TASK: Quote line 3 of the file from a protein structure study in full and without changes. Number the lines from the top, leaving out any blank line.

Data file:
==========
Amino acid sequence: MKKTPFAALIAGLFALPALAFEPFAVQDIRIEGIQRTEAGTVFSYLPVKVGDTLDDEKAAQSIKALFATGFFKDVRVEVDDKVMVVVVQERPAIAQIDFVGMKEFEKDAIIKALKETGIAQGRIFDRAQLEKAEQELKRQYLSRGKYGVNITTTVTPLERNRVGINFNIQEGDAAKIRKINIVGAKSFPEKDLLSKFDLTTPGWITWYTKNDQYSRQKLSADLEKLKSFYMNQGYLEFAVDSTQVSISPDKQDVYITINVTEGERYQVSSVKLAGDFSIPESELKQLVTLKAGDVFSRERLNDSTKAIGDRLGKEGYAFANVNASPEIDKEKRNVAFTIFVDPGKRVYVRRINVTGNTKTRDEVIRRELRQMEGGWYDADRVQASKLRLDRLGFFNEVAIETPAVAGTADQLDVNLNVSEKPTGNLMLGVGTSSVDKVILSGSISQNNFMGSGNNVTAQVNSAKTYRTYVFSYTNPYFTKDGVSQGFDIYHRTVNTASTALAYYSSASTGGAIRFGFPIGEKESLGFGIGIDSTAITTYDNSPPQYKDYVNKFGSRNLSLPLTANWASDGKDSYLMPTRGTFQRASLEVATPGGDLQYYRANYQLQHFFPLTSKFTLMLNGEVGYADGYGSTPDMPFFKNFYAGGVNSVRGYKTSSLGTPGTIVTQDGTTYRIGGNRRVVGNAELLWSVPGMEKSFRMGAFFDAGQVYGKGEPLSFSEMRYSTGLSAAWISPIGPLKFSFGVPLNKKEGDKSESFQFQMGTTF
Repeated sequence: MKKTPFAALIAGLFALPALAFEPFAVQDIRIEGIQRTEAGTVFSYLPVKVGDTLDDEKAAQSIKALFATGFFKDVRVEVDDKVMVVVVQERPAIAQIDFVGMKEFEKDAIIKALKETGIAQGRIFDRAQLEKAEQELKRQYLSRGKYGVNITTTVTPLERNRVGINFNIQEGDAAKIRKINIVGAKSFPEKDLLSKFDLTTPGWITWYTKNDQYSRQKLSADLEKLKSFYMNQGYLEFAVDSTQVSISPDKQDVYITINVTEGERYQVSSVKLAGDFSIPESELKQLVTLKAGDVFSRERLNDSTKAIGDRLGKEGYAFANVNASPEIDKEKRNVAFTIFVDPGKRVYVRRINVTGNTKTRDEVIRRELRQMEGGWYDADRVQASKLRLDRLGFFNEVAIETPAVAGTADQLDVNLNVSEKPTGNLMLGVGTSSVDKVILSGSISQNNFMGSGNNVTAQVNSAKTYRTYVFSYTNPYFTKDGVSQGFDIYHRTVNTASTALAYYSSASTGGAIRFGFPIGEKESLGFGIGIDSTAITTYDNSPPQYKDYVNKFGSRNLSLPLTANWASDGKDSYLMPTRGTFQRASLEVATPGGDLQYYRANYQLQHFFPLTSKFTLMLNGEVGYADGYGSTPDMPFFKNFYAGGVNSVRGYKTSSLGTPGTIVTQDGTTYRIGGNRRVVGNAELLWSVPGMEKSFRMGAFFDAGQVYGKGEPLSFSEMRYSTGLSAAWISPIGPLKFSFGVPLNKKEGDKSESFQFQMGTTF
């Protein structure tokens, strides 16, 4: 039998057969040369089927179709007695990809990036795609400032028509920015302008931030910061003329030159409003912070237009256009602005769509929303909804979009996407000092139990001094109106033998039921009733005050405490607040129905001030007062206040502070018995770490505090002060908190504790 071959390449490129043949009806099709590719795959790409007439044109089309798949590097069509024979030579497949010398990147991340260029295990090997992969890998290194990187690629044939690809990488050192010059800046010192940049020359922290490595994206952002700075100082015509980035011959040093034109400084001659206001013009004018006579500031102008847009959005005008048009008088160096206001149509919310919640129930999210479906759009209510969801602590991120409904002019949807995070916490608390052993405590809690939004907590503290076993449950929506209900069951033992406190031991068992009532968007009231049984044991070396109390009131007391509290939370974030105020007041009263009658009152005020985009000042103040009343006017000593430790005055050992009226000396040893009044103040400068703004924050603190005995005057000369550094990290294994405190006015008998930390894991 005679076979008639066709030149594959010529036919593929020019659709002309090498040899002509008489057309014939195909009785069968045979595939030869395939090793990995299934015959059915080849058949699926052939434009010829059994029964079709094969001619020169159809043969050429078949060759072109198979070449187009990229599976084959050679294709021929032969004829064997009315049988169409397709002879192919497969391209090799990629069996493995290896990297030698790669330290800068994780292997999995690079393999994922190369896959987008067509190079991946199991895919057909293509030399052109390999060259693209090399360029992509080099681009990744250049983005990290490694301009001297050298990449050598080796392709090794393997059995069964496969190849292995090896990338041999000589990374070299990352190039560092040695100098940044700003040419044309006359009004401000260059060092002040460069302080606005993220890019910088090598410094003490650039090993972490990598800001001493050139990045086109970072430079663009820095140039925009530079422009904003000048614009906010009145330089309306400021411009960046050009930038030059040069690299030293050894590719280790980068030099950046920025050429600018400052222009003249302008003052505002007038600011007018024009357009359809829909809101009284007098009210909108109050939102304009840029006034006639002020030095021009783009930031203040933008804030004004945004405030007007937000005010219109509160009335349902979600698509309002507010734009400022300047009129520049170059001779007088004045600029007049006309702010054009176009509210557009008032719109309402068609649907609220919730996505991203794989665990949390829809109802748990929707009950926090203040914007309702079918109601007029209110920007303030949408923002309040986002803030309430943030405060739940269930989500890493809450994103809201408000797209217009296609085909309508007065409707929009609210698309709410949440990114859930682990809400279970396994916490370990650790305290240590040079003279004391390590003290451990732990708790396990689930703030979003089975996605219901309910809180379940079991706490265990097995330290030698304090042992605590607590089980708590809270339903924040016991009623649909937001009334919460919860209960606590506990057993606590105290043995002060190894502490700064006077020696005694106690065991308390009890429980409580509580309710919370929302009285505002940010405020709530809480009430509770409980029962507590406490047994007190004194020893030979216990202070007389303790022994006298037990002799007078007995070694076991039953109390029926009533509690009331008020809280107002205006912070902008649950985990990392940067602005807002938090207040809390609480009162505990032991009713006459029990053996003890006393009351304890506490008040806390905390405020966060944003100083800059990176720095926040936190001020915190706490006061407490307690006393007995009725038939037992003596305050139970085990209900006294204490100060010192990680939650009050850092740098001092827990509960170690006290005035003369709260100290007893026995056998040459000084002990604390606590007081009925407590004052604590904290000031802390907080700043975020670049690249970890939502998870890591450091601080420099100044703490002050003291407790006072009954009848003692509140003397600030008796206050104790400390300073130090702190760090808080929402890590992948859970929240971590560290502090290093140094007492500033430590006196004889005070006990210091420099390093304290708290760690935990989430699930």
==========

């Protein structure tokens, strides 16, 4: 039998057969040369089927179709007695990809990036795609400032028509920015302008931030910061003329030159409003912070237009256009602005769509929303909804979009996407000092139990001094109106033998039921009733005050405490607040129905001030007062206040502070018995770490505090002060908190504790 071959390449490129043949009806099709590719795959790409007439044109089309798949590097069509024979030579497949010398990147991340260029295990090997992969890998290194990187690629044939690809990488050192010059800046010192940049020359922290490595994206952002700075100082015509980035011959040093034109400084001659206001013009004018006579500031102008847009959005005008048009008088160096206001149509919310919640129930999210479906759009209510969801602590991120409904002019949807995070916490608390052993405590809690939004907590503290076993449950929506209900069951033992406190031991068992009532968007009231049984044991070396109390009131007391509290939370974030105020007041009263009658009152005020985009000042103040009343006017000593430790005055050992009226000396040893009044103040400068703004924050603190005995005057000369550094990290294994405190006015008998930390894991 005679076979008639066709030149594959010529036919593929020019659709002309090498040899002509008489057309014939195909009785069968045979595939030869395939090793990995299934015959059915080849058949699926052939434009010829059994029964079709094969001619020169159809043969050429078949060759072109198979070449187009990229599976084959050679294709021929032969004829064997009315049988169409397709002879192919497969391209090799990629069996493995290896990297030698790669330290800068994780292997999995690079393999994922190369896959987008067509190079991946199991895919057909293509030399052109390999060259693209090399360029992509080099681009990744250049983005990290490694301009001297050298990449050598080796392709090794393997059995069964496969190849292995090896990338041999000589990374070299990352190039560092040695100098940044700003040419044309006359009004401000260059060092002040460069302080606005993220890019910088090598410094003490650039090993972490990598800001001493050139990045086109970072430079663009820095140039925009530079422009904003000048614009906010009145330089309306400021411009960046050009930038030059040069690299030293050894590719280790980068030099950046920025050429600018400052222009003249302008003052505002007038600011007018024009357009359809829909809101009284007098009210909108109050939102304009840029006034006639002020030095021009783009930031203040933008804030004004945004405030007007937000005010219109509160009335349902979600698509309002507010734009400022300047009129520049170059001779007088004045600029007049006309702010054009176009509210557009008032719109309402068609649907609220919730996505991203794989665990949390829809109802748990929707009950926090203040914007309702079918109601007029209110920007303030949408923002309040986002803030309430943030405060739940269930989500890493809450994103809201408000797209217009296609085909309508007065409707929009609210698309709410949440990114859930682990809400279970396994916490370990650790305290240590040079003279004391390590003290451990732990708790396990689930703030979003089975996605219901309910809180379940079991706490265990097995330290030698304090042992605590607590089980708590809270339903924040016991009623649909937001009334919460919860209960606590506990057993606590105290043995002060190894502490700064006077020696005694106690065991308390009890429980409580509580309710919370929302009285505002940010405020709530809480009430509770409980029962507590406490047994007190004194020893030979216990202070007389303790022994006298037990002799007078007995070694076991039953109390029926009533509690009331008020809280107002205006912070902008649950985990990392940067602005807002938090207040809390609480009162505990032991009713006459029990053996003890006393009351304890506490008040806390905390405020966060944003100083800059990176720095926040936190001020915190706490006061407490307690006393007995009725038939037992003596305050139970085990209900006294204490100060010192990680939650009050850092740098001092827990509960170690006290005035003369709260100290007893026995056998040459000084002990604390606590007081009925407590004052604590904290000031802390907080700043975020670049690249970890939502998870890591450091601080420099100044703490002050003291407790006072009954009848003692509140003397600030008796206050104790400390300073130090702190760090808080929402890590992948859970929240971590560290502090290093140094007492500033430590006196004889005070006990210091420099390093304290708290760690935990989430699930």